By Gary Graham
As spring break comes and goes – and March winds diminish – April seems poised to once again be a transition month with some interesting possibilities already on the table.
Some anglers eagerly await the exotics while others are wisely going with the flow, capitalizing on the phenomenal yellowtail fishing that survived the mild Baja Norte winter … now being joined by a similar strengthening bite in Baja Sur. This is second only to a sierra bite which seems to be gaining strength from San Felipe to Cabo San Lucas.
Coronado Islands, Ensenada, San Quintin, Cedros Island as well as Bahía de la Ascensión, La Bocana and Abreojos are all reporting similar yellowtail runs of not only the school-sized fish in the10- to 15-pound class, but also many in the mossback class from 30 pounds with one whopper caught from a kayak by Ross Zoerhof at Bahía de la Ascensión.
Zoerhof’s story will resonate with many of you: During the past several years he had visited twice, spending 10 days fishing from his kayak, topping his personal best YT catch each trip with the largest being an impressive mossback of 42 pounds.
His successes convinced him that he would like to live in the area and he moved there earlier this year.
“After a couple of sessions I had been able to find some yellows, but nothing of any real quality, except for one 35-pounder a couple of weeks ago,” Zoerhof confided.
“Well, recently, I went out and stuck this beauty that came in at 50-inches to the fork and 47.8 pounds,” Zoerhof continued. “He totally kicked my butt on the kayak! I had a couple of fishing-related goals upon moving here. One was to catch a 50-pound yellow. After the fight that this one gave me, I want no part of something bigger. These bad boys are on steroids down here!”
Over on the other side of Baja, in the Sea of Cortez, the long-awaited winter yellowtail bite finally exploded.
News came rumbling in, first from Punta Chivato. Gary Black texted, “Yellowtail are wide open and large … most hitting the 30-pound mark!”
Then similar good news came from farther down the coast at Loreto. Rick Hill sent a report that the yellows had also begun biting there. “Our daily boats have been working the areas around Coronado Island with good success for both good-sized yellowtail and lately, cabrilla, while most yellows are 18- to 22-pounds with one out of six being in the 26- to 30-pound range.”
This bodes well for next month’s yellowtail tournament to be held at The Hotel la Mision. They invite you to this year’s annual April Yellowtail Tournament. It’s open to the public and everyone is welcome.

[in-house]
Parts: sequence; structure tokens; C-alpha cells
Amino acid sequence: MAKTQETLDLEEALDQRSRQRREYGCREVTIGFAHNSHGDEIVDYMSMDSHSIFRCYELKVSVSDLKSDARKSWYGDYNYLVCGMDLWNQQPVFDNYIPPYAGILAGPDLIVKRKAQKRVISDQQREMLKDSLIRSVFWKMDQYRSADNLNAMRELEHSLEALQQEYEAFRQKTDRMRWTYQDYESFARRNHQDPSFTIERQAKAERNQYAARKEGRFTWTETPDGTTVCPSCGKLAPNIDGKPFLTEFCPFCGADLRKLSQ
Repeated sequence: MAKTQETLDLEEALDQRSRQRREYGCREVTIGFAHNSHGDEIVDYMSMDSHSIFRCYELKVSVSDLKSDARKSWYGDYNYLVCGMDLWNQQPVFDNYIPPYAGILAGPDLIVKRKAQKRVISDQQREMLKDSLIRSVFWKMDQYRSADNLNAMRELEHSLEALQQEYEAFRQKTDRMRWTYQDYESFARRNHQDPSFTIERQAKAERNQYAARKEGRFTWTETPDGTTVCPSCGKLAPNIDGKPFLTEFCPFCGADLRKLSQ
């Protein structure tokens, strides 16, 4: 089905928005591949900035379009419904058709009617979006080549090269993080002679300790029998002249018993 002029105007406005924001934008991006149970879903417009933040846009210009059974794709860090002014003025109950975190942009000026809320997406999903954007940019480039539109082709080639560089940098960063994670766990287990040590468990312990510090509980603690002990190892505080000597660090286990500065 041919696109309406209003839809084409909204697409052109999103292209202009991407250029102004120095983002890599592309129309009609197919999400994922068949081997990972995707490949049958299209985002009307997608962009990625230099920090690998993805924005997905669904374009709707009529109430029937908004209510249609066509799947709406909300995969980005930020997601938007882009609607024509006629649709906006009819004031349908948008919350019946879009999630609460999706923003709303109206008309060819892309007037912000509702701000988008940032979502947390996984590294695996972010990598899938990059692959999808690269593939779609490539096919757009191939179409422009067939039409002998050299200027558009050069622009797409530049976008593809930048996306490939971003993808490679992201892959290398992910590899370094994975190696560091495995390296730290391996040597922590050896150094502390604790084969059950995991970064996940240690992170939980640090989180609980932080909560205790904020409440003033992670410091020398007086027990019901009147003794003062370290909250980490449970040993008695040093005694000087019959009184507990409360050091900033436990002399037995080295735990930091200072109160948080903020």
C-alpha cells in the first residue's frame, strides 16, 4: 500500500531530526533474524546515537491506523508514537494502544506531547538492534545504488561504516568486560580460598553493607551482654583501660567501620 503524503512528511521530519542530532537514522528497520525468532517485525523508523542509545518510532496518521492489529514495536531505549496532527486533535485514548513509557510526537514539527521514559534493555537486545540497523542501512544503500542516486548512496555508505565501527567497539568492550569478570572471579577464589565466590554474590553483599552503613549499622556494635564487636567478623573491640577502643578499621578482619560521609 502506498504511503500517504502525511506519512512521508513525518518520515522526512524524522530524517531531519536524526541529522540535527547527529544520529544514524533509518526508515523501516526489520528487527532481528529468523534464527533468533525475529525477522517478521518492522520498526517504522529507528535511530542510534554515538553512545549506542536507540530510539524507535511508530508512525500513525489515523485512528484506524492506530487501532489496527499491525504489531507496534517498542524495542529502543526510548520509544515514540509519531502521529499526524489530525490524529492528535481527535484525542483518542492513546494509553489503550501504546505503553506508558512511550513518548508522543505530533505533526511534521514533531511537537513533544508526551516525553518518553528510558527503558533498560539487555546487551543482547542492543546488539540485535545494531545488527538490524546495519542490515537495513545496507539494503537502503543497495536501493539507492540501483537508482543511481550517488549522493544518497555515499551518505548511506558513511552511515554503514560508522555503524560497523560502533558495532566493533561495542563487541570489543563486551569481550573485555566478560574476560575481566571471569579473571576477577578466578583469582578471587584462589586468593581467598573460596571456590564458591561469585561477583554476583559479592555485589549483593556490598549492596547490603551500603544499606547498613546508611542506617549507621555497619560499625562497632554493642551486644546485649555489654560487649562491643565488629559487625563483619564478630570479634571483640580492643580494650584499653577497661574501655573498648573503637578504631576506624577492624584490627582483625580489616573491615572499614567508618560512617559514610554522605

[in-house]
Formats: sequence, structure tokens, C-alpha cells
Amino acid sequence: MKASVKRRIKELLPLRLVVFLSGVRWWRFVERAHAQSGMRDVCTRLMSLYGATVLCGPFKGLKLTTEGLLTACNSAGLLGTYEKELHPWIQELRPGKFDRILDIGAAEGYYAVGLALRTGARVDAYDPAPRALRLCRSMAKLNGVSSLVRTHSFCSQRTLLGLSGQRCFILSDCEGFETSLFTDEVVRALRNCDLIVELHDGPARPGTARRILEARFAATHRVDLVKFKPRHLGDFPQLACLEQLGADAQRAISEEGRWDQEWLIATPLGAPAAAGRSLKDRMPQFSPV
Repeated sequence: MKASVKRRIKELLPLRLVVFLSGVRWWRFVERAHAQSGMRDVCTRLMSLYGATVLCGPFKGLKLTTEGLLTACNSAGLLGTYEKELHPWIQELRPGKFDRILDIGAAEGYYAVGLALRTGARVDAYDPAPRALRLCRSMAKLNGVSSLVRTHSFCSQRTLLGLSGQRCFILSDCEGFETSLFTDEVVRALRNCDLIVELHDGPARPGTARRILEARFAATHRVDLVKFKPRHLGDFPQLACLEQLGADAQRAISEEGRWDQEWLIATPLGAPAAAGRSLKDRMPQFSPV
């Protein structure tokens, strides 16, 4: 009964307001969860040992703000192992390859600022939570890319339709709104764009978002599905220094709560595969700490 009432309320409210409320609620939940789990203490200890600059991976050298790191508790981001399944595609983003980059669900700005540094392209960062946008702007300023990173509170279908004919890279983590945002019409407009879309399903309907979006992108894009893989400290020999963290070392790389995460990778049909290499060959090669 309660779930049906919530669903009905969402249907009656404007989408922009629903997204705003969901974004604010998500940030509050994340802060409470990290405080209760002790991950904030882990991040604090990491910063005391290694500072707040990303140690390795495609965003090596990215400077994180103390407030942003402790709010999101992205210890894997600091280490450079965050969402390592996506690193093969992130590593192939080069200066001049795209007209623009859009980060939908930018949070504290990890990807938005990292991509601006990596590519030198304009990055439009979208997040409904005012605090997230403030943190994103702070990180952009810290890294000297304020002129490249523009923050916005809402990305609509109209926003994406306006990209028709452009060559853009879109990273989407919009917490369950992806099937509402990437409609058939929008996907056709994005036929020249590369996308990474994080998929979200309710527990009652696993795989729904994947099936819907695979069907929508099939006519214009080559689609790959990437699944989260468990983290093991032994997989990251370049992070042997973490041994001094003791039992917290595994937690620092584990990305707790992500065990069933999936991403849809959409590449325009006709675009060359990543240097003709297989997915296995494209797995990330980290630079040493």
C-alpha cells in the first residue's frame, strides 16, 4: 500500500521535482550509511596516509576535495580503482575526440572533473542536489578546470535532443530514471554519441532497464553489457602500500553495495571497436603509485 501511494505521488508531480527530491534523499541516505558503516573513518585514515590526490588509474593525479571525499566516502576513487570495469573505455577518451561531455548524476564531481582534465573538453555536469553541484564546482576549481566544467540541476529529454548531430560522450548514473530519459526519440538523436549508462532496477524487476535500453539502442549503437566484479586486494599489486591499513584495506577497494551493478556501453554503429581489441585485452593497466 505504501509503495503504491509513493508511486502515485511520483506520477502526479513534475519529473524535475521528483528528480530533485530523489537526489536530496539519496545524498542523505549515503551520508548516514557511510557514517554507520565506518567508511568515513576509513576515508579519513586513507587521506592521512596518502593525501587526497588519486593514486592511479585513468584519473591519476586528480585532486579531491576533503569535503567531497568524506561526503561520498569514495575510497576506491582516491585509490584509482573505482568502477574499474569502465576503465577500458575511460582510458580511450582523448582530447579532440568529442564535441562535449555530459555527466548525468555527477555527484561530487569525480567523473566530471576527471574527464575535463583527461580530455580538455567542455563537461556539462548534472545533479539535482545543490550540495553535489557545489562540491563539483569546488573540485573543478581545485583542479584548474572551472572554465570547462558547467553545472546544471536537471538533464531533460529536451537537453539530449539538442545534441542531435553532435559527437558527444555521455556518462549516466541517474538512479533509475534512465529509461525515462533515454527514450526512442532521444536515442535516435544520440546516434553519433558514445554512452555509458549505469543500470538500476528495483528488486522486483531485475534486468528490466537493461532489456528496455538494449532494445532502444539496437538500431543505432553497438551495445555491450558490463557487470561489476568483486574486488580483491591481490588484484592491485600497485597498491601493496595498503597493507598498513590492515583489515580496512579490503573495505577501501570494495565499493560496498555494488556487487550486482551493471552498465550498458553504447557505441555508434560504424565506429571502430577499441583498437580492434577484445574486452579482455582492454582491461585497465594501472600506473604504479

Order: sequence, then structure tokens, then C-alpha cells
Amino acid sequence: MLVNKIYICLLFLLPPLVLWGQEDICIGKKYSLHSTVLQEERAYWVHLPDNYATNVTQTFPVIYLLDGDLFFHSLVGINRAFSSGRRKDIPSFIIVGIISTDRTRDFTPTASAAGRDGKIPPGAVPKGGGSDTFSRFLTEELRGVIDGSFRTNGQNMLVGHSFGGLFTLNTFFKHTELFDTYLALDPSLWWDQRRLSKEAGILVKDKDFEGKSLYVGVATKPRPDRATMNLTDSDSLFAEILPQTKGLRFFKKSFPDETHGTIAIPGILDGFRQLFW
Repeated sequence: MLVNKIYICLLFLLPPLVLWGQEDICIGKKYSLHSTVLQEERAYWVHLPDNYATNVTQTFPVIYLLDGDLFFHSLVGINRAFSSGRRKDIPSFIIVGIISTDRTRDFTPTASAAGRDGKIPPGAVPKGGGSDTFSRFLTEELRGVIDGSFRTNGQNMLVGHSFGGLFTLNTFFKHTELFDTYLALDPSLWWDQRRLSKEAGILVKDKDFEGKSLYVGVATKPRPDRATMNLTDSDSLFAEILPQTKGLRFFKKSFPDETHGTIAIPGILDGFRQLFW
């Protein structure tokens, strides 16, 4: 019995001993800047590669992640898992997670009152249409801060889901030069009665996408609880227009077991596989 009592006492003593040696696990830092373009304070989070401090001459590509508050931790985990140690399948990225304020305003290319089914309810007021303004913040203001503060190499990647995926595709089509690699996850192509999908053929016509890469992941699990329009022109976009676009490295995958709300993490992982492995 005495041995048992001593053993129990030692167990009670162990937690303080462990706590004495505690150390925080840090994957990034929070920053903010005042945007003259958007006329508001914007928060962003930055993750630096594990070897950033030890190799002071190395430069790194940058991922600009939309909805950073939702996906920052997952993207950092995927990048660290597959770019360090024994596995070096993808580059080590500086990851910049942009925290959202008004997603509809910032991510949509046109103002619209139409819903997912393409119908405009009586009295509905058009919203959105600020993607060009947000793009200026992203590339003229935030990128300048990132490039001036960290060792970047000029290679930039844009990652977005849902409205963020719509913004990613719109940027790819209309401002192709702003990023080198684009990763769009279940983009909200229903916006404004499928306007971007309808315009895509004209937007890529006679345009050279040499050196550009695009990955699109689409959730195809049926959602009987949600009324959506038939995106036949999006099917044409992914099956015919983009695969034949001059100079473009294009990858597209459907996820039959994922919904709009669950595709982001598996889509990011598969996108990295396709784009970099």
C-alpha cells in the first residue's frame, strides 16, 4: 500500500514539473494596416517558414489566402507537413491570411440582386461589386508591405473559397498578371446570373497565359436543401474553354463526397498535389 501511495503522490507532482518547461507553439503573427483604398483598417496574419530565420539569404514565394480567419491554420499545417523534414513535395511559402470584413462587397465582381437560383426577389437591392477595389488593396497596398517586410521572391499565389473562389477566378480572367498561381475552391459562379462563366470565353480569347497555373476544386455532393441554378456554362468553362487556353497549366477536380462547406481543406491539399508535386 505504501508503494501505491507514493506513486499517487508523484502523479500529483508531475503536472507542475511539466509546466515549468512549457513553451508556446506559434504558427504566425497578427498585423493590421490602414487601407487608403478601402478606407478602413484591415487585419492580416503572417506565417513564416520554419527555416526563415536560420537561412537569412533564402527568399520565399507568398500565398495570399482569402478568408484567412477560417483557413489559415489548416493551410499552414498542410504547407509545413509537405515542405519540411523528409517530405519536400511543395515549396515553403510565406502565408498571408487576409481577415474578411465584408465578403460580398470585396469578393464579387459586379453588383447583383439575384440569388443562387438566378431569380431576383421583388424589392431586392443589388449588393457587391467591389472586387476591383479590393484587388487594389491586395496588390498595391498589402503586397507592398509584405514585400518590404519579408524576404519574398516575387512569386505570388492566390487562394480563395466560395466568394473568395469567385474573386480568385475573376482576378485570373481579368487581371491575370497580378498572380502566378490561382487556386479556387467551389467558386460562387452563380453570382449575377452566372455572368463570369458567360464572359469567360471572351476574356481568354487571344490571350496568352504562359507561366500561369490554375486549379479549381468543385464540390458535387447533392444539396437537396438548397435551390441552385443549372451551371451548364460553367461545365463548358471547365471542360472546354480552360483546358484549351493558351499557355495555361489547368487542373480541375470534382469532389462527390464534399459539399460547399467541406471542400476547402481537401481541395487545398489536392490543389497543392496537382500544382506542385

So the litany continued all the way to the tip. Wherever the yellows have been hiding they are back and there are plenty big ones in the mix in all the usual places.
Live bait or Mega-Baits plus both surface and yoyo metal lures mentioned in the March report will get the job done.
The sierra mackerel are biting from shore down at Cabo. They are also biting inshore trolling with hootchies. In both cases, remember these fish have teeth that can cut a leader like a hot knife in butter.
One more thing: if you are trolling, keep the speed faster rather than slower, 6- to 8-mph will produce more strikes. Also, one of the most common errors made is neglecting to circle around after you catch a fish. Chances are there was more than a single fish where you had the bite.
If fishing for sierra (or anything else bigger) from the beach, it’s time to move on from your small, light tackle spinning outfits to longer and heavier rods loaded with 40-pound braid … you won’t be disappointed with the results!
For those who crave exotics, don’t despair. In another month or two it will be your time.
Meanwhile, the roosterfish are making an early appearance at La Paz according to Jonathan Roldan, Tailhunter International Sportfishing.
Plus the striped marlin are the dominant catch at East Cape right now.
You may fish any kind of shark with your fishing license HOWEVER from May 1 through July 31, it is prohibited to fish shark.
Questions or comments are welcome, firstname.lastname@example.org
With more than five decades of fishing experience – from light tackle and fly to offshore billfish – Gary Graham has experienced all aspects of fishing in the Southern California and Baja waters. His observations of species behavior, tackle and techniques are always from his unique perspective, earning him the respect of his peers as well as anglers who eagerly follow his Baja reports and features.
Gary maintained a home at East Cape in Baja Sur for more than 18 years and still spends nearly half of each year exploring the entire peninsula in his self-contained Roadtrek van. He observes everything Baja, from the mysteries of a tide pool on a deserted Baja beach filled with tiny sea creatures to the largest billfish in the sea.
Contact Gary at email@example.com
One thought on “April Baja Fishing Report”
great report good to hear the fishing is heating up ! Tight lines good camping